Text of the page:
Delaware Chancery Court Upholds “North Carolina Only” Forum Selection Bylaw

  Following the Delaware Chancery Court’s June 2013 ruling upholding the facial validity of the bylaw of Chevron Corporation designating Delaware as the exclusive forum for intra-corporate disputes, the adoption of forum selection bylaws has become mainstream. But while a number of companies have now adopted forum selection bylaws, the circumstances surrounding the adoption by First … Continue Reading

Though Delaware Legislature Has Tabled Action, Upcoming Judicial Review of Fee-Shifting Bylaws Seems Likely

The Delaware Supreme Court stirred up quite a bit of controversy earlier this year in the ATP Tours, Inc. v. Deutscher Tennis Bund case when it upheld the facial validity of a fee-shifting by law. The bylaw provided that an unsuccessful shareholder claimant in intracorporate litigation would have to pay his or her adversaries’ cost … Continue Reading

Guest Post: Bylaws and Arbitration

For many years, business groups and corporate representatives have tried to reform shareholder litigation through legislation and case law development, with mixed success. However, in more recent years an interesting new initiative has emerged – the attempt to achieve litigation reform through amendments to corporate bylaws. This effort received a significant boost last year when … Continue Reading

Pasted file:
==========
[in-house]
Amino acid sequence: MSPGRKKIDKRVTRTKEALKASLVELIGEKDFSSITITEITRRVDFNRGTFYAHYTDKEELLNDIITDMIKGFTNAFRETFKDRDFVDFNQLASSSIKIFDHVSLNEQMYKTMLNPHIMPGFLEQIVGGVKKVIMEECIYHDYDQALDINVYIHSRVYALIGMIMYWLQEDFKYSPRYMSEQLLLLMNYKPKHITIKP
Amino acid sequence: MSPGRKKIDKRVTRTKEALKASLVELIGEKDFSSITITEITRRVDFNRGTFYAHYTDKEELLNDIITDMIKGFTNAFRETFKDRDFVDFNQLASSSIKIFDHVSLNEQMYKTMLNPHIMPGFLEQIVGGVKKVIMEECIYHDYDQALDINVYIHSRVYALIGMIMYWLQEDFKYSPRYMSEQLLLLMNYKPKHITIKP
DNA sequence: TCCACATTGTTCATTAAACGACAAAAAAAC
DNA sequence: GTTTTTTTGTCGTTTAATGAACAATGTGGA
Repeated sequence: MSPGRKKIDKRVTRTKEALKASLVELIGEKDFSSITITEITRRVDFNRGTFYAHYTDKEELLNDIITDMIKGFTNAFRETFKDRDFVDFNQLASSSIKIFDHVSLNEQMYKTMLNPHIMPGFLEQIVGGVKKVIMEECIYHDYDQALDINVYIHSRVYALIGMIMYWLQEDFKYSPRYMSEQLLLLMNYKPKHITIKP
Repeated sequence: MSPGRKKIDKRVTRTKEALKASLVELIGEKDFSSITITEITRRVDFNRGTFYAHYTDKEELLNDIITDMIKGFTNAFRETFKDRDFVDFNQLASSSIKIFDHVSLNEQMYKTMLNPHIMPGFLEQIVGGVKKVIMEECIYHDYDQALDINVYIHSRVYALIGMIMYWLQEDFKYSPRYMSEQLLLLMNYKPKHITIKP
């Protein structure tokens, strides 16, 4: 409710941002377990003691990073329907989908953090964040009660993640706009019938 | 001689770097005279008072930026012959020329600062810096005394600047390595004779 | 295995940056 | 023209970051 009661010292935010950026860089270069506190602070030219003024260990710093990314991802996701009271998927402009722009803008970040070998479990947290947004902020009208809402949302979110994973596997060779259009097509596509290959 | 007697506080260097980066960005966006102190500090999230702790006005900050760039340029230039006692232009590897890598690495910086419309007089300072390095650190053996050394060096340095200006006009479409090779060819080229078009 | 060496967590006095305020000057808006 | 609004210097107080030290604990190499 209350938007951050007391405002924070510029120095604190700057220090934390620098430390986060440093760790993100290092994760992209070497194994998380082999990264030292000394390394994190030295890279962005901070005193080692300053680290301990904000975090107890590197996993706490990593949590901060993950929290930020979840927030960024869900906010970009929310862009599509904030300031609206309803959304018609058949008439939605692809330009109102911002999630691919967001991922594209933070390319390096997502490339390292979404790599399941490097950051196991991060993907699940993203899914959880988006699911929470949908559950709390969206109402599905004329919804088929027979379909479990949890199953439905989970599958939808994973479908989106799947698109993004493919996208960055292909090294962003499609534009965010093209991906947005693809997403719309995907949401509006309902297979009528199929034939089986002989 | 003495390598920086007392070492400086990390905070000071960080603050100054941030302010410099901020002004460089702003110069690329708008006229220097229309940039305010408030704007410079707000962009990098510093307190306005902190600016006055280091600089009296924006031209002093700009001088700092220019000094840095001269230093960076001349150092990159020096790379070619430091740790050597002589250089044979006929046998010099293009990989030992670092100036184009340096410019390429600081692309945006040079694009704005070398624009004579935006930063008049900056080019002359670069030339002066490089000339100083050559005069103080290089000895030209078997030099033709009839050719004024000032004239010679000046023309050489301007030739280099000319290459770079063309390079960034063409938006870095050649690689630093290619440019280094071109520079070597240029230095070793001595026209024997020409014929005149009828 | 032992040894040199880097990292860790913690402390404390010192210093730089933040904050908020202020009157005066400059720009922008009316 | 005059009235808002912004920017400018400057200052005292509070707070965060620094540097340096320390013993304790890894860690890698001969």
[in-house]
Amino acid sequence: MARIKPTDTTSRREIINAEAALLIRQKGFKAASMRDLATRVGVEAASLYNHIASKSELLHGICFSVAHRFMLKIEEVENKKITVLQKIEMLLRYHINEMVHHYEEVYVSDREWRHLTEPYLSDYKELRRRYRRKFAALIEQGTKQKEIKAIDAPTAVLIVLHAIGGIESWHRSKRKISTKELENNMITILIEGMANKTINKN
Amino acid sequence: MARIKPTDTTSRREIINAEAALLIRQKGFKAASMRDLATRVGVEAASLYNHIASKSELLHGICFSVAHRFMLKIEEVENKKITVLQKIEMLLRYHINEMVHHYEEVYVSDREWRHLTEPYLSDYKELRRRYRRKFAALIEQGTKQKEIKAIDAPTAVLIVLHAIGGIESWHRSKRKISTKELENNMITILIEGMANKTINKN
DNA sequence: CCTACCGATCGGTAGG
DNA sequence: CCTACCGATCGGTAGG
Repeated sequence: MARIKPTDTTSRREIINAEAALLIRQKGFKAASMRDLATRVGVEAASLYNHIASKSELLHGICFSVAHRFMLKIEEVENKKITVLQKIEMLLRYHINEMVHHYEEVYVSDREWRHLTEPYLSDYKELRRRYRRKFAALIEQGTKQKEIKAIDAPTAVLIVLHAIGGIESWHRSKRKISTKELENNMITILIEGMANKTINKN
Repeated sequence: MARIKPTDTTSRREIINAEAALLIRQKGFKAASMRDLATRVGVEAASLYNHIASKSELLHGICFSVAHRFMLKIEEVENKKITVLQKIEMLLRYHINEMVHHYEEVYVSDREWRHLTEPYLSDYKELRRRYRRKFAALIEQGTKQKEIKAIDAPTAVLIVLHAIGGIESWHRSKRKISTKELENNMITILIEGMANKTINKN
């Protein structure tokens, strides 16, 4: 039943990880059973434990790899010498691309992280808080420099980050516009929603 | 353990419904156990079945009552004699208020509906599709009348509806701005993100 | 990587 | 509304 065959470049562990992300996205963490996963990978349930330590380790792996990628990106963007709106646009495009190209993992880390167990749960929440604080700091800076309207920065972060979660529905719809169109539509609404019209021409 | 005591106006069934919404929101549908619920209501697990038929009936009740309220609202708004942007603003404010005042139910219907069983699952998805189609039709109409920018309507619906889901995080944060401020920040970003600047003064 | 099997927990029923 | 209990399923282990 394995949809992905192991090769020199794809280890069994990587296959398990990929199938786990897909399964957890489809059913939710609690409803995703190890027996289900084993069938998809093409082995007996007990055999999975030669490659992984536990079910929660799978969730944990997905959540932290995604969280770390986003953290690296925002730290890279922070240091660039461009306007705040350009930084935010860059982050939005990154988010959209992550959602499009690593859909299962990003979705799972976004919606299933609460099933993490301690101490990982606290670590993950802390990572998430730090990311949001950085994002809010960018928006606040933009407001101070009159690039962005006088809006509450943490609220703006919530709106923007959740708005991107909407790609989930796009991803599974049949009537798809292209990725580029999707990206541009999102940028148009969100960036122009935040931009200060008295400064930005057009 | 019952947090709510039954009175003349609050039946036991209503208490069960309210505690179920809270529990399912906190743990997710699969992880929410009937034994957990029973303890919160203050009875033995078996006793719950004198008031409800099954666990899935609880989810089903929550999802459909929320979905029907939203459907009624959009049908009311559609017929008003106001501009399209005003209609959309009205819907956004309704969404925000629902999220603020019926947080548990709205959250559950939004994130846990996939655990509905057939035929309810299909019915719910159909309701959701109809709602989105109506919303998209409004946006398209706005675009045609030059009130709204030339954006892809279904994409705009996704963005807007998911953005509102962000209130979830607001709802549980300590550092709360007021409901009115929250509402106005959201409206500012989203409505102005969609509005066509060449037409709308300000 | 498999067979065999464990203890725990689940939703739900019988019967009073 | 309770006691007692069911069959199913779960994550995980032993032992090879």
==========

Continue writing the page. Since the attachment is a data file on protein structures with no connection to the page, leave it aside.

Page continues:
Delaware Legislative Proposal to Restrict Fee-Shifting Bylaws Held Over to Next Year

As I noted in a recent post (here), in response to a recent Delaware Supreme Court decision upholding the facial validity of fee-shifting bylaws, proposed legislation was  introduced in the Delaware General Assembly to limit the Supreme Court’s ruling and to restrict the ability of Delaware corporations to utilize their bylaws to shift the costs … Continue Reading

Delaware Corporate Bylaws: Even if the Company Can’t Fee Shift, it Can Still Forum Select

In light of the recent legislative initiative to restrict Delaware stock corporations’ use of fee-shifting bylaws, companies incorporated in Delaware have, as described in a recent Law 360 article (here, subscription required) a “smaller more defined toolbox” to reduce the burdens involved with shareholder suits.  As it stands, the article notes, the “sharpest tool in … Continue Reading